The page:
While in the 1920's the most advanced explorations in art had taken place in Germany, Holland and Russia, during the 1930's Paris reasserted its position as the focus of modernist art. This was to a large degree due to the new impetus given to geometric abstract art, from around 1927 on, by the presence in Paris of foreign artists of the older generation, like Mondriaan, Kandinsky, Van Doesburg and some new proponents like Domela, Herbin, Arp and Vantongerloo. However, the public at large, more interested in Surrealism, was indifferent to geometric abstraction. The artists therefore felt it necessary to create a unified front that would add strength to the movement, bring into public focus and overcome the general apathy. This objective was realized in 1930 through foundation of he group Cercle et Carré, soon succeeded by a grouping with a broader scope and impact, Abstraction-Création. Founding member and long serving chairman of Abstraction-Création was Georges Vantongerloo. (see also; Exh. Cat. New York, The Museum of Modern, 'Contrasts of Form, Geometric Abstract Art 1910-1980, 1984, p. 153-154).
Pictures by Vantongerloo are extremely rare. Between 1929, the year in which he moved to Paris, and 1936, he only produced 30 of them. And in 1936, the year of date of the present lot, Fonction noir, rouge, he painted 9 pictures. In his compositions it was his ambition to come to a completely impersonal, almost machine-like finishing, in order to avoid an individual brushstroke that would distract the viewer from the essence. Several layers of paint were, each time they had dried, meticulously rubbed down with carborundum-paper, resulting in extremely smooth yet mat plains.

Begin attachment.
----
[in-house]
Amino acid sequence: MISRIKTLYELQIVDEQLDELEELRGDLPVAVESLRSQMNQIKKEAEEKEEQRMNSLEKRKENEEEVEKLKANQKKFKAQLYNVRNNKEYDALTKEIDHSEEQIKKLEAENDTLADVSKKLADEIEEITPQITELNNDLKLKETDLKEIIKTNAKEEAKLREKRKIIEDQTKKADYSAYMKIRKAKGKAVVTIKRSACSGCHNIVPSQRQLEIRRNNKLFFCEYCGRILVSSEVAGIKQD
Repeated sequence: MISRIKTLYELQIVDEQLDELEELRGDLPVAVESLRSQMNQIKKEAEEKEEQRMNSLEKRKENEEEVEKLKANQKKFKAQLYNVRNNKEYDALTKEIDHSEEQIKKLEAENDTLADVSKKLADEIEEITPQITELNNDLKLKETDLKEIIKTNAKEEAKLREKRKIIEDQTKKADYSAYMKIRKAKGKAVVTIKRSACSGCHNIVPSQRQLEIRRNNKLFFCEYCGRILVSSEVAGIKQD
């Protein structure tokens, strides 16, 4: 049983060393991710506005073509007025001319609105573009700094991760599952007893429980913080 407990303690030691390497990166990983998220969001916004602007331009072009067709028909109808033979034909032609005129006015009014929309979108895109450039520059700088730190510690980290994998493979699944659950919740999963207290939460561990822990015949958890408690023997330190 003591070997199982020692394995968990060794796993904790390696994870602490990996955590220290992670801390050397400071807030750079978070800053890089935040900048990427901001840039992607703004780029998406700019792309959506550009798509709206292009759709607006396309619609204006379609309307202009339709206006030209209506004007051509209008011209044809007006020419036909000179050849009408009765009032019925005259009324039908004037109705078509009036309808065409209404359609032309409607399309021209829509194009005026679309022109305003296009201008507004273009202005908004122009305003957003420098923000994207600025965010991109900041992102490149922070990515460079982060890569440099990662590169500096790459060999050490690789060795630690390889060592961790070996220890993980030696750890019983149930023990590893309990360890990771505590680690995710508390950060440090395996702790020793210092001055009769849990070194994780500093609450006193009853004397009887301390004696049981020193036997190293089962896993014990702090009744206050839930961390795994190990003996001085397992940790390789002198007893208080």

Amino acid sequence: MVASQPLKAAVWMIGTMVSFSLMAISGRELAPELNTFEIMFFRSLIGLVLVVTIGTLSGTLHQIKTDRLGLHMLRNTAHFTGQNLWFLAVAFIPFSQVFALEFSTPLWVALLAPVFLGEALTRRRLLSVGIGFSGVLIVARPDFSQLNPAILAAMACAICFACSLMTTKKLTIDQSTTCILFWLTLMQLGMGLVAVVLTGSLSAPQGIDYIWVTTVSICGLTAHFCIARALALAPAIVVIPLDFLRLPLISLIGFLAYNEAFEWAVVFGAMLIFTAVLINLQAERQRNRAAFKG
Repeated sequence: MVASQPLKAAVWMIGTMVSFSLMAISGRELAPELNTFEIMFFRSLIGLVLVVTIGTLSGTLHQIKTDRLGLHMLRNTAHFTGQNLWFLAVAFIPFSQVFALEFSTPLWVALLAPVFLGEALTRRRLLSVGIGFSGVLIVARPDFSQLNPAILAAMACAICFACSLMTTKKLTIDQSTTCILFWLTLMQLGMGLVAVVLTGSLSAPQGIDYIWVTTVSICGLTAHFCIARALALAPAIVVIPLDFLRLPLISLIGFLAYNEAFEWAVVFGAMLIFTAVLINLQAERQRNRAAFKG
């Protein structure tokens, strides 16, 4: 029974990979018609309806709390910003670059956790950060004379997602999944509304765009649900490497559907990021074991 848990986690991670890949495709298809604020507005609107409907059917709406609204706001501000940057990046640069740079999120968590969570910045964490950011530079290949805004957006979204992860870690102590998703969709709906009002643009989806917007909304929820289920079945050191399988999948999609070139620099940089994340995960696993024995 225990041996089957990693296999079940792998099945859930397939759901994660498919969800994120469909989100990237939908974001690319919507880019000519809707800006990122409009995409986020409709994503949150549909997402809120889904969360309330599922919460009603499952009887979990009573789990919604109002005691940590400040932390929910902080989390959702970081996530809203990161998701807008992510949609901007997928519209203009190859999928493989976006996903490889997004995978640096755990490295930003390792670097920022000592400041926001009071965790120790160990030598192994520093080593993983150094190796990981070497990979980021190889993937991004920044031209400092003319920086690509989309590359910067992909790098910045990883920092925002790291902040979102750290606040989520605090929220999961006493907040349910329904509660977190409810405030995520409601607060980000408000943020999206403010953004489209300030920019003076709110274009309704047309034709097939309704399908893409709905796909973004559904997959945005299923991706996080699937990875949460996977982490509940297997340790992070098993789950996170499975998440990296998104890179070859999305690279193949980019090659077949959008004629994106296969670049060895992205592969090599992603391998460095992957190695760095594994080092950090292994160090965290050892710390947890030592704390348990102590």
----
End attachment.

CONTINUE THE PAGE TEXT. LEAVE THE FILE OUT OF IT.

Vantongerloo's works from the 1930's are generally considered conversations with, or reactions to art from his fellow abstract artists from the same period. Jan Ceuleers considers Mondriaan's compositions as a kind of repoussoir when he writes: 'Vantongerloo does apply thin instead of thick black lines to mark off the colour plains with white and grey, and he does use colours from the spectrum and thus does not confine to primary colours only, but like Mondriaan the orthogonal composition is supported by strategically applied forms of colour, separated from each other by white and light grey fields. Judging from the titles he still feels a necessity to distinguish himself from Mondriaan's intuitive way of working, by means of mathematically variable methods. The results are more elegant than Mondriaan's work from that same period, which seems radical and even dramatic (...)'.
And when the English painter Marlow Moss and Mondriaan, each in a different context though, introduced the double line in their compositions in 1932, Vantongerloo immediately reacts with coloured bars, arranging the plain rhythmically.' (Ceuleers, op.cit. p. 132-136.)
Blotkamp and Hilhorst even go further by stating that his emphasized use of coloured bars, was of stimulating influence on the development of Mondriaans' later American oeuvre, in which the black lines were replaced by coloured ones. (Blotkamp (ed.) op.cit, p. 265).
Against the reduction of the use of colours to the three primary colours, Vantongerloo opposed the spectrum; when others consequently researched the last of the formal possibilities and thus risking ending up with nothing, he recaptured Pythagoras' dream of a harmony based on mathematics. As a result, Vantongerloo built up an oeuvre of sculptures and paintings that stays intriguing and fascinating.